When the polletizer is used for making partially frozen products, it may of course be combined with other types of freezers than that shown in FIG. 1. Further, it may advantageously be connected directly to the discharge end of the screw conveyor 11, without using any discharge conduit 10.
FIGS. 6 and 7 show the most preferred embodiment of the molding rolls in the pelletizer according to the present invention. These figures show only one roll 45, but the roll cooperating therewith is of identical design. The roll 45 has a cylindrical cavity 46 and is rotatably mounted on a fixed shaft 49 by means of bearings 47, 48. On the roll 45 there is fixedly mounted a sprocket 50, by means of which the roll 45 is rotated. From one end of the shaft 49 extends an axial bore 51 through the shaft and over the entire length of the cavity 46. Radial through holes 52 are provided in the shaft 49 within the extent of cavity 46. The holes 52 thus connect the cavity 46 to the bore 51. An outlet pipe 53 is connected to the open end of the bore 51. Further, a separate conduit 54 extends through the bore 51 and out through one of the holes 52 and is terminated in the cavity 46 by a nozzle 55.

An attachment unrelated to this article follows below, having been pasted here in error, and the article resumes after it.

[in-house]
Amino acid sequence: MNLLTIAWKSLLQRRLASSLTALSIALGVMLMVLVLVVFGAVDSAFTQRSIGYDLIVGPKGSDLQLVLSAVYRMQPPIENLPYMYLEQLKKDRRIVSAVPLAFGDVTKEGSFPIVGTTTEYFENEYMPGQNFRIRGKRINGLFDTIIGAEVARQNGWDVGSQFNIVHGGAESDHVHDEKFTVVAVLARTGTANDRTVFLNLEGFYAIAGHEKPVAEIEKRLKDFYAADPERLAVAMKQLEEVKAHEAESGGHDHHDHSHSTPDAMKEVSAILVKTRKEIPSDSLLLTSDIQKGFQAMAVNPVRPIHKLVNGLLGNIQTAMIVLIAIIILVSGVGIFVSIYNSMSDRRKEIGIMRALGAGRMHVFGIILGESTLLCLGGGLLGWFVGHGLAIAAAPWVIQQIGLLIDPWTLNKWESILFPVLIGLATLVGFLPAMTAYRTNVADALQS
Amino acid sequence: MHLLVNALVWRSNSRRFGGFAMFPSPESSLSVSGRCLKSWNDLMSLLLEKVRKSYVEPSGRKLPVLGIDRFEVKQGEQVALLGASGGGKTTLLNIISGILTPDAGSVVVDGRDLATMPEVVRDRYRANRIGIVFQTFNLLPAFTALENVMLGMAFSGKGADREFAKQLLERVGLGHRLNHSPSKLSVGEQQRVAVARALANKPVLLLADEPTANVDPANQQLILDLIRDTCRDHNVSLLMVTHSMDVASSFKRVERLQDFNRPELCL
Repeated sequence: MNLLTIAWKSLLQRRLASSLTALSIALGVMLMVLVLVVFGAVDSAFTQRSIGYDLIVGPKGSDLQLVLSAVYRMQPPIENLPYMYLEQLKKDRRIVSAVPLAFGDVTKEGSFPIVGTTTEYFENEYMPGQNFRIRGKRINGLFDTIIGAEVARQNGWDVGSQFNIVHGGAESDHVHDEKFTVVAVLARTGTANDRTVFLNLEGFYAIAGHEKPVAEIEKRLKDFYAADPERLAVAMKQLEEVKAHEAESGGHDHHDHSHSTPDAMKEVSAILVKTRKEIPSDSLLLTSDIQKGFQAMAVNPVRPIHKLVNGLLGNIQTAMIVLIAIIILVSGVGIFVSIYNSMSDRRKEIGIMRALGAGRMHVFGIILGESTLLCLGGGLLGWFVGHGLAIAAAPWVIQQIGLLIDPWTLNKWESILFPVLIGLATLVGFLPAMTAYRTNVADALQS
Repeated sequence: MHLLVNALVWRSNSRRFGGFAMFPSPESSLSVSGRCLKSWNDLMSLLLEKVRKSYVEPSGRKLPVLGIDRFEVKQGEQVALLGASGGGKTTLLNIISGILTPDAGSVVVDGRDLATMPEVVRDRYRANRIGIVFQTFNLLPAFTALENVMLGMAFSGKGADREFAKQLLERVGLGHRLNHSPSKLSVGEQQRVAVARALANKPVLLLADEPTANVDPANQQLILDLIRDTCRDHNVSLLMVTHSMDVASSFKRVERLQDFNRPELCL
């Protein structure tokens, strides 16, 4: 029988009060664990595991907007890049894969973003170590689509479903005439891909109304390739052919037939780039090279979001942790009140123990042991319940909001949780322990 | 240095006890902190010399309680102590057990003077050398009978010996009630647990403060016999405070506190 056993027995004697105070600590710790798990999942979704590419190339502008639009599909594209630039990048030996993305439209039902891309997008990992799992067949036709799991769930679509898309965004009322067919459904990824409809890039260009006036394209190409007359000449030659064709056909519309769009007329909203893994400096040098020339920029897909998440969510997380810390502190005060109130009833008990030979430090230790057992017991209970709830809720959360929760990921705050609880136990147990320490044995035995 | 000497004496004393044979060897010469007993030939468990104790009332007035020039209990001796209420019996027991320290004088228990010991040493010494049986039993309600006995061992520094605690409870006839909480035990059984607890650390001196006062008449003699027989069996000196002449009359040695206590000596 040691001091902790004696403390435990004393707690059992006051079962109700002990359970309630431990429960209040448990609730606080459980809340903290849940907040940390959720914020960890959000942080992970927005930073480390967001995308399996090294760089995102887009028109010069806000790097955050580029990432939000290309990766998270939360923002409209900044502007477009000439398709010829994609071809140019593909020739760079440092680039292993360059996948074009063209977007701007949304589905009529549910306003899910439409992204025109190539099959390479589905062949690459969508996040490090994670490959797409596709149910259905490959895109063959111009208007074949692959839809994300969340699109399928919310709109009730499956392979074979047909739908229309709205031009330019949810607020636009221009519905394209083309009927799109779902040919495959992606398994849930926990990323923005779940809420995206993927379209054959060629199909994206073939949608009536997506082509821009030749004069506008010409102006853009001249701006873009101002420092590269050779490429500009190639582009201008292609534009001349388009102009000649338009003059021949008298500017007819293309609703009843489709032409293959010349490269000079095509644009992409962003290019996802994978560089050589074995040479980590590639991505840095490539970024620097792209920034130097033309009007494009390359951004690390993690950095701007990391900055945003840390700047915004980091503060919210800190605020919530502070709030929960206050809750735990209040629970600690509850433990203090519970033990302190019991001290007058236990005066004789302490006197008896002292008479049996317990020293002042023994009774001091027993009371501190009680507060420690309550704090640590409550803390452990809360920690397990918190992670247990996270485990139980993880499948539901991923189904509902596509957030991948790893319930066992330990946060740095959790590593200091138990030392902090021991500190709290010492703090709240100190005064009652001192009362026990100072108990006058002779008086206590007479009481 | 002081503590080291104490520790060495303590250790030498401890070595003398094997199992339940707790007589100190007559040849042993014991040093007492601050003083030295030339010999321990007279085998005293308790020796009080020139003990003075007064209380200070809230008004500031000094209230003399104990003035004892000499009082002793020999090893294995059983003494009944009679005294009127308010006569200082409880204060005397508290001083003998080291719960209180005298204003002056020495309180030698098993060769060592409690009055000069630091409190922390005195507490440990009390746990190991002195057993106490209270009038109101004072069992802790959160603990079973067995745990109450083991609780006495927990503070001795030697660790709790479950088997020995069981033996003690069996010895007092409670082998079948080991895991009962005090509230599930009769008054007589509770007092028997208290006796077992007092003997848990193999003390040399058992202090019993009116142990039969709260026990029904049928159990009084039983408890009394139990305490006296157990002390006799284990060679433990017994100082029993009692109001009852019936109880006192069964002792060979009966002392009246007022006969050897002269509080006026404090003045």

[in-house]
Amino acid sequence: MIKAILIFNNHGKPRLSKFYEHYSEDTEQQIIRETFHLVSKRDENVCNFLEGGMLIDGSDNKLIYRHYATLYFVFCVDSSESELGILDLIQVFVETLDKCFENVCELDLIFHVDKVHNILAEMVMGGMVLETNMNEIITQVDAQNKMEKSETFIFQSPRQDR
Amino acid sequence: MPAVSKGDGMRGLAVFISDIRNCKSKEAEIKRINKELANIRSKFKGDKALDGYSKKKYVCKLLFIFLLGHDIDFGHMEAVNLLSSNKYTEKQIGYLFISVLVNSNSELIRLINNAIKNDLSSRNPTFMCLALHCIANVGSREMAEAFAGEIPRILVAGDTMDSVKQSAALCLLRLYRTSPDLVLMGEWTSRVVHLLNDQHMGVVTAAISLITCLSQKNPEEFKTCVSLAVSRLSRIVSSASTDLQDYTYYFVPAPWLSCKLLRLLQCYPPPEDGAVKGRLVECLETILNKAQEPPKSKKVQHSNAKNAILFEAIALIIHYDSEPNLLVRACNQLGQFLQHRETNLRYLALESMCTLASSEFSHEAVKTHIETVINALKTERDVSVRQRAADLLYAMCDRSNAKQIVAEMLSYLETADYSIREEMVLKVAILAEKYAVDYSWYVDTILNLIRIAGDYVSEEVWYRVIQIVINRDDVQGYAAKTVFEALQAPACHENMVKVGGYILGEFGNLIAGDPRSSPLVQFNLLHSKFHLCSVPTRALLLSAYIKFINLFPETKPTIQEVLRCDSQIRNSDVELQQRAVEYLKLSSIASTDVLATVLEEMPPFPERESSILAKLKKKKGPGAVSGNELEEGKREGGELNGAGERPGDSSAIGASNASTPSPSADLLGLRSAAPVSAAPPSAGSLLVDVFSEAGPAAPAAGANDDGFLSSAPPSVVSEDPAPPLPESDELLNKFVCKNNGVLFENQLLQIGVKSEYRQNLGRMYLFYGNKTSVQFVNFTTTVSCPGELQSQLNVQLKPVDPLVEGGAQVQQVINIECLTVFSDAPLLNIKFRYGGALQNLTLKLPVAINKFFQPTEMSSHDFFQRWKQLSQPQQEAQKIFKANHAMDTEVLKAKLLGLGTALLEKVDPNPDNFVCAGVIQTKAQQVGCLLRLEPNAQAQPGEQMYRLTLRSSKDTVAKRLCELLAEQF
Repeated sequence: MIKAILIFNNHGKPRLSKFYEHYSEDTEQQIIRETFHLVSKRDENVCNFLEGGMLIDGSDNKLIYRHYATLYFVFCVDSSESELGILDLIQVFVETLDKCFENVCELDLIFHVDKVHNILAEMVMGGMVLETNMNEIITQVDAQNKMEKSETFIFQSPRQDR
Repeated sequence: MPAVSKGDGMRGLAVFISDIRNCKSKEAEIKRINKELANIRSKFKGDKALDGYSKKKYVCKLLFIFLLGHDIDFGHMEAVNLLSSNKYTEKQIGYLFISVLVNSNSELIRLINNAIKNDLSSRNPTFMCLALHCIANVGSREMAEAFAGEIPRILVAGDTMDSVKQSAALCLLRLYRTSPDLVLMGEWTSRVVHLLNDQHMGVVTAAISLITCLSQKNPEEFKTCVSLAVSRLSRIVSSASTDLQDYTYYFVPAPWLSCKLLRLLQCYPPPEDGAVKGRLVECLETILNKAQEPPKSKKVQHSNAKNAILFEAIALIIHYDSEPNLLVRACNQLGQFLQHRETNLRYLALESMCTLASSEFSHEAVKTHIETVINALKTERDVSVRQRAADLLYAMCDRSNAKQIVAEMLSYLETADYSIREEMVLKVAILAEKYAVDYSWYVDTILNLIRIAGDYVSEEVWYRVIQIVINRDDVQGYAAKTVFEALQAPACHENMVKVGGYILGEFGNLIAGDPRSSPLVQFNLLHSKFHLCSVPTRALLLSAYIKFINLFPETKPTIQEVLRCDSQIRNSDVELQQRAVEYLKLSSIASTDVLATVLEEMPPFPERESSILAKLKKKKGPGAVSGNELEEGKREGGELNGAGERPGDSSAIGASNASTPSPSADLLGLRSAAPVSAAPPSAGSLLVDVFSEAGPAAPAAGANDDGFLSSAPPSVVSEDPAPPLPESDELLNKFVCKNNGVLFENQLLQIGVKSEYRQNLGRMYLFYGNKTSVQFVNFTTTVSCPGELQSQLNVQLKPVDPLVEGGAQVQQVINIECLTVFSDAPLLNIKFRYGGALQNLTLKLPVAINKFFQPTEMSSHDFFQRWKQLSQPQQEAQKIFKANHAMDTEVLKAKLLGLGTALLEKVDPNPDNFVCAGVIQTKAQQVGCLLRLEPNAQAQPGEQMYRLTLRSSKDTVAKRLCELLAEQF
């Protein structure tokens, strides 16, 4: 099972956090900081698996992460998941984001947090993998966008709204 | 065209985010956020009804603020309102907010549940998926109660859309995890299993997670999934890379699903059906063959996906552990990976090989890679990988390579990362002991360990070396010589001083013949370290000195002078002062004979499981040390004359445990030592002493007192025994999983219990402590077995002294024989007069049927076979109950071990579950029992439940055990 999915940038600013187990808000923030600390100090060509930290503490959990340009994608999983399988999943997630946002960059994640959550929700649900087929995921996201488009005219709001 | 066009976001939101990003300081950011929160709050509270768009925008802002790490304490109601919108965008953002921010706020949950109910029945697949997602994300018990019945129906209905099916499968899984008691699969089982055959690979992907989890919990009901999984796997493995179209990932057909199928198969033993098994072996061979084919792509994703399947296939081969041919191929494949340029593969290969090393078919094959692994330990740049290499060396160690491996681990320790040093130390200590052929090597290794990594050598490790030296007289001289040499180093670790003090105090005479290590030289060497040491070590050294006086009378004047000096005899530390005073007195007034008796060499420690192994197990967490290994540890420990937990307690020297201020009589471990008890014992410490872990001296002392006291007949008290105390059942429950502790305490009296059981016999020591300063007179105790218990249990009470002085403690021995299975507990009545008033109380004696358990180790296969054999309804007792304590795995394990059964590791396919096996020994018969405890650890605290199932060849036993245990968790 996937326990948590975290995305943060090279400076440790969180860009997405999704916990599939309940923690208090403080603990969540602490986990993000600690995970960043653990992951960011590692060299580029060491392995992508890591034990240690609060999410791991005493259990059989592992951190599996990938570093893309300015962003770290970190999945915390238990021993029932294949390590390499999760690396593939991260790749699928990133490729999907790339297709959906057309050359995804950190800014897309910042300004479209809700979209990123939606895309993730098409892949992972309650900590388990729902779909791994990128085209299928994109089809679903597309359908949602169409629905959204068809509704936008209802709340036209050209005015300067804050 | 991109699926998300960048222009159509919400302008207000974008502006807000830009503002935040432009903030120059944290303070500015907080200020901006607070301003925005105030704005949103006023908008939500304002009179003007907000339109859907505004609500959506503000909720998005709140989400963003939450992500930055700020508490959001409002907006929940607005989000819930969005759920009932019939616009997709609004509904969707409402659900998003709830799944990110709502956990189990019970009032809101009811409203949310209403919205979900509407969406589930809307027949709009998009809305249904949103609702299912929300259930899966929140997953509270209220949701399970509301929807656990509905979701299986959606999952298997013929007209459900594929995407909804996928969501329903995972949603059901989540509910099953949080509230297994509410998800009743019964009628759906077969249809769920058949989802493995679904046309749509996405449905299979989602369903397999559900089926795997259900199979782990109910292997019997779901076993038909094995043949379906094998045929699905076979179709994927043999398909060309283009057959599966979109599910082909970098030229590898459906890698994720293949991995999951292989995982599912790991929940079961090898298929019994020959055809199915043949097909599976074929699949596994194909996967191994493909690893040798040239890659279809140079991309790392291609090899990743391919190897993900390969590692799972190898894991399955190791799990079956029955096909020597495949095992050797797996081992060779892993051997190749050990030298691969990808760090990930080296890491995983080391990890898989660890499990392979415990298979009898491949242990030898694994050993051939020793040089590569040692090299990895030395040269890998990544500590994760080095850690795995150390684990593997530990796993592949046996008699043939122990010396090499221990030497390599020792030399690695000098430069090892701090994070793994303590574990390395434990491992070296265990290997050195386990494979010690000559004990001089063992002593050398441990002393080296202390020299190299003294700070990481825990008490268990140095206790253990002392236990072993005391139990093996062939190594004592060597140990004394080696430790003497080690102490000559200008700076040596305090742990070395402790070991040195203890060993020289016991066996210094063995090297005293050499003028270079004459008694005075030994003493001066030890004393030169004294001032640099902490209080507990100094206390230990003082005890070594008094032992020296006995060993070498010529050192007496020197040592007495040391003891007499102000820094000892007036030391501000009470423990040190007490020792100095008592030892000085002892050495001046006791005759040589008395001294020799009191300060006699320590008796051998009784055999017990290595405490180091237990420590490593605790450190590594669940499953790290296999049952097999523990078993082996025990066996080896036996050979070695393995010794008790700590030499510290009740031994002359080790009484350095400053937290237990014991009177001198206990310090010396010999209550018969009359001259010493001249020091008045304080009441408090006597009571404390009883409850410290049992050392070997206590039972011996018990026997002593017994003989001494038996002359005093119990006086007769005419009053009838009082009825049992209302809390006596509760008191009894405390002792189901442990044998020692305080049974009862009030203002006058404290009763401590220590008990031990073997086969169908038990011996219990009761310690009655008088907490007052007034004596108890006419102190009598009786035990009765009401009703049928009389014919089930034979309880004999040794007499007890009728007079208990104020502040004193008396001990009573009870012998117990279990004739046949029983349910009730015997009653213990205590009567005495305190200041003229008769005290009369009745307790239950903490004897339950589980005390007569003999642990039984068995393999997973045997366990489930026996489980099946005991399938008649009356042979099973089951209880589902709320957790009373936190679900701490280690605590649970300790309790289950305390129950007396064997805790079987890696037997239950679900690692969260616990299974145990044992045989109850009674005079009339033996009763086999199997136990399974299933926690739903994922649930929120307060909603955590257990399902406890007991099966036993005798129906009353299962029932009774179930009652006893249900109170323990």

During the operation of the pelletizer according to FIGS. 6 and 7, a refrigerating medium is supplied through the conduit 54 and sprayed through the nozzle 55 into the cavity 46 where it will thus cool the outer wall of the cavity 46 and, consequently, the teeth of the roll 45. The refrigerating medium, which suitably is liquid nitrogen, is then gasified and led through the openings 52 and the bore 51 out through the outlet pipe 53.
By means of the above-described embodiment of the molding roll 45 and the roll cooperating therewith, the food product, when being molded into pellets between the molding rolls, will be refrigerated to such an extent that the molded pellets will have a frozen crust of a thickness of one or a few millimetres, this facilitating the removal of the molded pellets from the molding rolls and ensuring that the molded pellets retain their shape. Final freezing of the molded pellets then suitably takes place, as previously described, in a separate freezer of optional type.